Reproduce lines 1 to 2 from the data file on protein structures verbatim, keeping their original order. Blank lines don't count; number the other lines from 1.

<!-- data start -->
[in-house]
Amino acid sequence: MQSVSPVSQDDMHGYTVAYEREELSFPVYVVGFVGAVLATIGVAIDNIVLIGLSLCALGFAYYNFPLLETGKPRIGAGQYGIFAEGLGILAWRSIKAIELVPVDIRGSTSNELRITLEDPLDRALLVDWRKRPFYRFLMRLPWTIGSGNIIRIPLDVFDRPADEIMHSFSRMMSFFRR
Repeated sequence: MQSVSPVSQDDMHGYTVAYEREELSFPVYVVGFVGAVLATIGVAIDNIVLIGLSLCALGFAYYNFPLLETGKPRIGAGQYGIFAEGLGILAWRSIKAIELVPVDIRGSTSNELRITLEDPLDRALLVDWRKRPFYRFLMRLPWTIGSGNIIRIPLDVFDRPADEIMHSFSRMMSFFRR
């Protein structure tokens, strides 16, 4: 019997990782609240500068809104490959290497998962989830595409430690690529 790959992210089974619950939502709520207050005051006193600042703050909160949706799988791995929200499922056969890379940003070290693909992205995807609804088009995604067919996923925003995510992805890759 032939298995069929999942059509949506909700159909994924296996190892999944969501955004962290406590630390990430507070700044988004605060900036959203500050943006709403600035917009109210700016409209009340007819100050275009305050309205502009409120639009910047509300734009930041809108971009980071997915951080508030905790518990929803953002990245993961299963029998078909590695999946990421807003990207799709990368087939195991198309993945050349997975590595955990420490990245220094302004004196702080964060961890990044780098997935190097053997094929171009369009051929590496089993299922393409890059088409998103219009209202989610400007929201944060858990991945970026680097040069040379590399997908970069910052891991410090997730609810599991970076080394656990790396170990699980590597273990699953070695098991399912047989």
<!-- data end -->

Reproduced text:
[in-house]
Amino acid sequence: MQSVSPVSQDDMHGYTVAYEREELSFPVYVVGFVGAVLATIGVAIDNIVLIGLSLCALGFAYYNFPLLETGKPRIGAGQYGIFAEGLGILAWRSIKAIELVPVDIRGSTSNELRITLEDPLDRALLVDWRKRPFYRFLMRLPWTIGSGNIIRIPLDVFDRPADEIMHSFSRMMSFFRR